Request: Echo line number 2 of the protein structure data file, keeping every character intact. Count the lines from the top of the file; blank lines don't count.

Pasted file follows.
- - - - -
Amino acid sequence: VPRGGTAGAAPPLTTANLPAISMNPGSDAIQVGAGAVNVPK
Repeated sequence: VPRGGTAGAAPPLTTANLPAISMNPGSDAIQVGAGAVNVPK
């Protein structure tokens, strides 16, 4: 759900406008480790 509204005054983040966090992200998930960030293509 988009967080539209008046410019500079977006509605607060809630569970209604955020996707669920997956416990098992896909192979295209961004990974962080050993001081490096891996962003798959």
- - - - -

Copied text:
Repeated sequence: VPRGGTAGAAPPLTTANLPAISMNPGSDAIQVGAGAVNVPK